Sunday, November 30, 2014

What I learned from NaNoWriMo



I did my first NaNoWriMo (National Novel Writing Month, 50k word novel challenge in November), and I did it in a very public way - at least with those who are closest to me. I emailed friends and posted on Facebook about it. I asked for input choosing which project to work on (I had several projects I wanted to work on, and couldn't really decide).

So, when people actually did give me input, it made me feel like I owe them something in return. I have to win. (I.e., meet the 50K word goal, and finish the novel's rough draft). And I started out pretty cold. I had written a novelette that's a prequal to the novel, but I wouldn't use any of those 14k words for NaNo. I had an "Elevator pitch" for two short stories set in the same series, and I was going to tie those together for a novel-length narrative. Unfortunately, that didn't quite work the way I thought it would.

Normally when I write, it's on my own timetable. I have not sold anything yet, and I've been working on my first novel for years. If I feel moved to work on a short story, I allow it, and come back to the novel later.

I figured it would be difficult to find the time to write, but if I could make the time, 50,000 words would be pretty easy. After all, I'm generally pretty good at cranking out words. I've never really experienced anxiety or pressure about the blank page, i.e., writer's block. Until now.

I started out strong, but by the end of the first week I had fallen a couple days behind. Half way through the month, I also realized that I was running out of story. I wasn't going to have 50K words, and the plot was about to be resolved. What else was I going to write?

Historically, length has not been a problem for me, because I have tendency toward verbosity. I've been working on being concise this last year by limiting my short stories to 6k words. I even started using Twitter. And at the end of week two, it felt like I'd gotten too good at being brief. My scenes were running 400-500 words, whereas scenes in my first novel typically ran 2000 words.

So, I did what so many writers have done before me. I freaked out.

I'm staring at a blank page thinking, "What the hell am I going to write?" People are counting on me! Or, at least, I'd made promises, and would be ashamed if I failed -- after all, I want to be seen as a legitimate writer.

If I'm ever going to quit my day job and write full time -- the endgame here -- I'm going to be in situations where I have a deadline to meet, with a novel-length work, and I may have other competing projects, deadlines, commitments as well. So, I'm freaked out, but I'm glad. If I can get through it, I realized, and meet my goal, then I'll be more confident in my ability to actually do this for a living.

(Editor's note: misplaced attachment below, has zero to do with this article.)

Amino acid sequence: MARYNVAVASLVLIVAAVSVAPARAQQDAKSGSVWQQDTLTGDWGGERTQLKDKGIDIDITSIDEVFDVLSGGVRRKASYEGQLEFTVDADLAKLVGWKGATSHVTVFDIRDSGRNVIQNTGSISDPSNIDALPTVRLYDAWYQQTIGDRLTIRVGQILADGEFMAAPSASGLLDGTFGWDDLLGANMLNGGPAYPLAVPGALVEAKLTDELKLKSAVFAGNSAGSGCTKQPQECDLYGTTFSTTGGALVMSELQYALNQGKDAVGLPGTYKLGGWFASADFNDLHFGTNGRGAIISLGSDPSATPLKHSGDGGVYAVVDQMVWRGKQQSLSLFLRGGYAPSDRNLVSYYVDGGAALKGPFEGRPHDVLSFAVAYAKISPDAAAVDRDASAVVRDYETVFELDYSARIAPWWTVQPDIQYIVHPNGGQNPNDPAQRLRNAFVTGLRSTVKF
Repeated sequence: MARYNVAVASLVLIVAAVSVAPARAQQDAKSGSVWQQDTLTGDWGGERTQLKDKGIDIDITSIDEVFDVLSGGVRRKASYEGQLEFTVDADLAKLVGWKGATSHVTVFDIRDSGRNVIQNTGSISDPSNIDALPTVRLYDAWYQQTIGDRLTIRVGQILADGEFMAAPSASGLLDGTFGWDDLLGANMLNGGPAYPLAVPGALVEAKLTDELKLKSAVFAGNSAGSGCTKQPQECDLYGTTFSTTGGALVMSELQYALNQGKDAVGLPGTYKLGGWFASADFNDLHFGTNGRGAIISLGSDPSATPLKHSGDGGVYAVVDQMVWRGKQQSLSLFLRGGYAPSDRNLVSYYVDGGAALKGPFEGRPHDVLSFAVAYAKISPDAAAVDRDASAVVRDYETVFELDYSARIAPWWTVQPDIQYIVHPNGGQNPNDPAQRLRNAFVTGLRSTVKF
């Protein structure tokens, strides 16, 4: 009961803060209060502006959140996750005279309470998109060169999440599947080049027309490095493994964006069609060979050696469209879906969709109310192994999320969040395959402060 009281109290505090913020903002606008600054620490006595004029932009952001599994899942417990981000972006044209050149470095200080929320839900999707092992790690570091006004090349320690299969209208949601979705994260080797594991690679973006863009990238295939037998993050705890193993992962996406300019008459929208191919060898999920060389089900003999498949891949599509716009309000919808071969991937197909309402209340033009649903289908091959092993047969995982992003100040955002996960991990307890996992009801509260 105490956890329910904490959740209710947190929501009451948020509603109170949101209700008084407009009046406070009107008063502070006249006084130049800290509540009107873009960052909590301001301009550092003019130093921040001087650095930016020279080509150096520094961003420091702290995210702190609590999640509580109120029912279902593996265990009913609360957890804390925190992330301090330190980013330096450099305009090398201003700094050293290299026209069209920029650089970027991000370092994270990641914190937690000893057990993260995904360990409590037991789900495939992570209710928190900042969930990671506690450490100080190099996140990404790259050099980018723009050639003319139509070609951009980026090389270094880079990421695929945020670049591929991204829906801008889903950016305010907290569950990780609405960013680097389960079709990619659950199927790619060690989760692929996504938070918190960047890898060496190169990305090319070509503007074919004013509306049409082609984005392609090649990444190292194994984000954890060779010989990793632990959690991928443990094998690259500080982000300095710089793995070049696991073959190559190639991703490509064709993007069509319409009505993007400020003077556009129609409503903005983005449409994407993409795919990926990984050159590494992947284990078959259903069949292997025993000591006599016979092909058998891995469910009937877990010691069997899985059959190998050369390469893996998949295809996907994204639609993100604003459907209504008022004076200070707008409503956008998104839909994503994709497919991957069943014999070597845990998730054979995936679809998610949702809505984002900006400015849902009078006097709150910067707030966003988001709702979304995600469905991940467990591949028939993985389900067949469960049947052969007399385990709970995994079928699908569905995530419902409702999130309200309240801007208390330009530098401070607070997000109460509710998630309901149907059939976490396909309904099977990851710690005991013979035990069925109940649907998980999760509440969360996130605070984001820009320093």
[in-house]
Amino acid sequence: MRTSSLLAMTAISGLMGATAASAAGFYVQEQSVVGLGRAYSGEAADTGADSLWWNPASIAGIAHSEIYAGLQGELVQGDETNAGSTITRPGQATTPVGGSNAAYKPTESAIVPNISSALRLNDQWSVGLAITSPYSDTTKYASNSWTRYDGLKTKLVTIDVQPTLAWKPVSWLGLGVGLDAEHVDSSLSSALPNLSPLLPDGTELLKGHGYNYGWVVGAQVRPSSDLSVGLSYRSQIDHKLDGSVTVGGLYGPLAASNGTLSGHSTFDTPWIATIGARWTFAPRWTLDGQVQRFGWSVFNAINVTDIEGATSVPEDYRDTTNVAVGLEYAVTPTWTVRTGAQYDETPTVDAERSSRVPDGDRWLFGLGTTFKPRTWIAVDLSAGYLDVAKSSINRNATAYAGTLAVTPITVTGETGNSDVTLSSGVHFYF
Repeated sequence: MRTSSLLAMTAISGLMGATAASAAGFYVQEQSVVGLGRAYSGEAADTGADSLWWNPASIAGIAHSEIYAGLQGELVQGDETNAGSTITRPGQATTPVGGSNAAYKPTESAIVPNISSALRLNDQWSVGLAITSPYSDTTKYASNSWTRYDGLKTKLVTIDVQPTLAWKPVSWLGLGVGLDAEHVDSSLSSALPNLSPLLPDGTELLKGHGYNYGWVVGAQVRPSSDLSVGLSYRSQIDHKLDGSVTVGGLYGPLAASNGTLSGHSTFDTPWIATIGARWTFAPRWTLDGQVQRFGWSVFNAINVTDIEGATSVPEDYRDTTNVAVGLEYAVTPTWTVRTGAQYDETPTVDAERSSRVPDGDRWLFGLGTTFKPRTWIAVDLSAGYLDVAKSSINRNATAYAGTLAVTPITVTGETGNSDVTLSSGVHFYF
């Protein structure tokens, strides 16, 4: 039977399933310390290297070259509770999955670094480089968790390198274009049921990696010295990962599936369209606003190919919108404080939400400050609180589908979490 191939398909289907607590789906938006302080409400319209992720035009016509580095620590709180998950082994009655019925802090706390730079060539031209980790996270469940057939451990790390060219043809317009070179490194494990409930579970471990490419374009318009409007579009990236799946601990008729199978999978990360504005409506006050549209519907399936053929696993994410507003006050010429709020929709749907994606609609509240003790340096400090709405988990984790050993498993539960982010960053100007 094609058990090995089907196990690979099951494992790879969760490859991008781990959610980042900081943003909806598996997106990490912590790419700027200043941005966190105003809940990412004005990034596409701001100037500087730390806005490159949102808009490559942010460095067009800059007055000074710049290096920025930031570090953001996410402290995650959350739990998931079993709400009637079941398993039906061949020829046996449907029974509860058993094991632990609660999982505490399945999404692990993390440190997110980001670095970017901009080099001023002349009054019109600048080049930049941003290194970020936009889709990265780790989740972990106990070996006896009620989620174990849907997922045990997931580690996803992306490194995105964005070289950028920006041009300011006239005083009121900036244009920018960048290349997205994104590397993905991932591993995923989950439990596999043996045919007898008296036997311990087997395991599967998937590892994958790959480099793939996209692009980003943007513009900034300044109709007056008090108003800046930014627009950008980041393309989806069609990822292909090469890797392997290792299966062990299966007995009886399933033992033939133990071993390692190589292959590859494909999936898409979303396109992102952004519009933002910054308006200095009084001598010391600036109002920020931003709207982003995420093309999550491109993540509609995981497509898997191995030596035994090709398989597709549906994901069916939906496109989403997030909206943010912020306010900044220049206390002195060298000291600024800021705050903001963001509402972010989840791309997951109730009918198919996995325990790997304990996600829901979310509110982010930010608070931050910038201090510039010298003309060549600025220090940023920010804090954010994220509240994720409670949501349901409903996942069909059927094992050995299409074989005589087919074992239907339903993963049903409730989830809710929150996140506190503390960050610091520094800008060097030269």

It boils down to developing my ability to manage my headspace. Some people say they work better under pressure. I've never really understood that. When I get emotional, anxious, I am less productive. I have trouble thinking straight. I learned in High School that if I calmed myself down I did a lot better on tests. Cultivating inner peace is a coping strategy I've used all my life, and I have a reputation for remaining calm in the face of adversity and conflict.

So, I was able to break out of that panic and find tranquility within by remembering the tools I had at my disposal. I pulled out my Oblique Strategies app, which I've only used occasionally. I pulled two or three cards, pondering each one, until I came up with "What wouldn't you do." This card freed me to be really creative. I came up with a plot twist that would make me want to put the book down. What if my near future crime noir techno-thriller suddenly turned into a ghost story?

The idea made me laugh. But then I asked myself how I could make the idea of ghosts work in the story. I decided that the next murder to take place would be made to look like a ghost had committed the crime. I searched online for a famous haunted location in Pasadena, and this gave me a new setting. While the detectives in the story don't really believe a ghost committed the murder, they each react differently to the notion of ghosts, allowing me to develop the characters a bit more. It even created a theme for me to revisit with later murders that take place in the novel.

And I did it. I finished the novel over the Thanksgiving weekend without even putting in a really big daily wordcount over the holiday. It was awesome!

Another thing I did was create a "novel soundtrack," collecting music videos in a YouTube playlist (more on this in another post later). I was inspired by hearing about and seeing how other writers used music in their novels, and I would listen to the growing playlist on endless loop to help me get or stay in the mood as I wrote.

NaNoWriMo also strengthened the habit of writing. In the evening after I finished the novel, I found myself with an empty span of time, and I missed writing that novel. This is maybe the core lesson of NaNoWriMo for most people, and it is useful for me as well. However, my biggest takeaway remains managing my own creative process, figuring out how to work under pressure and stay productive when that panic hits. It's a transformative test for me as a writer, not unlike my black-belt exam in Aikido. And I look forward to doing it again next year.

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